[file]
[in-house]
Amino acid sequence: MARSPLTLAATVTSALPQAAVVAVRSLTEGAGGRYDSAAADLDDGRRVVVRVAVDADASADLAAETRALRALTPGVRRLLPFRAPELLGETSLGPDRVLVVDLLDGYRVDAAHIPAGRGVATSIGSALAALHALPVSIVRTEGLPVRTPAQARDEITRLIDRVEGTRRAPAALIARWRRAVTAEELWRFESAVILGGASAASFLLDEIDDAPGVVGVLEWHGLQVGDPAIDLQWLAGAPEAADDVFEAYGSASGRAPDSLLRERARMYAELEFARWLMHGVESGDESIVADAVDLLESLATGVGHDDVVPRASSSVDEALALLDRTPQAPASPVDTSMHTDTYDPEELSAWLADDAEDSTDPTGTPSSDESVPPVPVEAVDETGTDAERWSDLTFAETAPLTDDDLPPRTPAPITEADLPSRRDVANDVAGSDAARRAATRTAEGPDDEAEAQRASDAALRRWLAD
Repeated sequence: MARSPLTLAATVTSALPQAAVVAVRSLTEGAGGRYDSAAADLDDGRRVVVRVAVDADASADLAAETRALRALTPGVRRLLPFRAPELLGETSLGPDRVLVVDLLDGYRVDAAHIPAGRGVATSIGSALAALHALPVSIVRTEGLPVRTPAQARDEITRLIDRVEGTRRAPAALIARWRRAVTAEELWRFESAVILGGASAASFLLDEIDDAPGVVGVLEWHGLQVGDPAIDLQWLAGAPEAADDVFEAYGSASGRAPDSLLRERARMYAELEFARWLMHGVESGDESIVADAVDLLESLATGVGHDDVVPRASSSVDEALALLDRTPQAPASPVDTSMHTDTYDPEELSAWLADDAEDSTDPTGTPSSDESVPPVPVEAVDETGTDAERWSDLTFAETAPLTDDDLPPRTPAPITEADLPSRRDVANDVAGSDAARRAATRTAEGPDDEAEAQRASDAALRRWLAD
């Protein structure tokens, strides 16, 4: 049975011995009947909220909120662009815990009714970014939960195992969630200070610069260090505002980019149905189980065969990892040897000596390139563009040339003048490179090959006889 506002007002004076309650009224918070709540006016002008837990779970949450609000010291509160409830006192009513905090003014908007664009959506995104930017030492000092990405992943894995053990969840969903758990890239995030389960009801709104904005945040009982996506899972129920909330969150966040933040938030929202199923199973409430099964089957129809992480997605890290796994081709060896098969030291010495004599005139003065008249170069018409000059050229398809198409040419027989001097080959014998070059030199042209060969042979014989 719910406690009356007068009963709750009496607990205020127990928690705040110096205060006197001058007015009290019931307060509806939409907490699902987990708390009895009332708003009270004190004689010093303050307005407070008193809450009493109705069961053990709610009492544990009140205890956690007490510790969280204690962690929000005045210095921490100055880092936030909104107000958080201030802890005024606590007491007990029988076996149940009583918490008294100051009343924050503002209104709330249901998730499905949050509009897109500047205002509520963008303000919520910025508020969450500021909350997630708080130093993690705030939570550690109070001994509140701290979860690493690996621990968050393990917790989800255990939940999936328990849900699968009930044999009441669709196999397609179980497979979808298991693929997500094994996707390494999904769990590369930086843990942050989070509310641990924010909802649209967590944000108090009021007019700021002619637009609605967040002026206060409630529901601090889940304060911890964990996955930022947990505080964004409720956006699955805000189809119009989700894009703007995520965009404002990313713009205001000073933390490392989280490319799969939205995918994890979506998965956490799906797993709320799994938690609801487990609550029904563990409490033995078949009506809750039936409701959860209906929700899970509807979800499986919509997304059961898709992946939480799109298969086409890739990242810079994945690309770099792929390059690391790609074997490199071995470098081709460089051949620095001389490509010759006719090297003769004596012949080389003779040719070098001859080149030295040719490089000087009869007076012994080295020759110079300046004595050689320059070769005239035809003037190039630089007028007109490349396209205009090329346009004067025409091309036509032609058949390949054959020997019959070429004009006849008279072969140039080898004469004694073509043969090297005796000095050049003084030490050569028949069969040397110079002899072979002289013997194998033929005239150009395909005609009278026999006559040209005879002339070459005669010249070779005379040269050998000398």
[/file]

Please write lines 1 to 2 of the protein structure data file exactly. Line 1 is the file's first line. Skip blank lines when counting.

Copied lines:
[in-house]
Amino acid sequence: MARSPLTLAATVTSALPQAAVVAVRSLTEGAGGRYDSAAADLDDGRRVVVRVAVDADASADLAAETRALRALTPGVRRLLPFRAPELLGETSLGPDRVLVVDLLDGYRVDAAHIPAGRGVATSIGSALAALHALPVSIVRTEGLPVRTPAQARDEITRLIDRVEGTRRAPAALIARWRRAVTAEELWRFESAVILGGASAASFLLDEIDDAPGVVGVLEWHGLQVGDPAIDLQWLAGAPEAADDVFEAYGSASGRAPDSLLRERARMYAELEFARWLMHGVESGDESIVADAVDLLESLATGVGHDDVVPRASSSVDEALALLDRTPQAPASPVDTSMHTDTYDPEELSAWLADDAEDSTDPTGTPSSDESVPPVPVEAVDETGTDAERWSDLTFAETAPLTDDDLPPRTPAPITEADLPSRRDVANDVAGSDAARRAATRTAEGPDDEAEAQRASDAALRRWLAD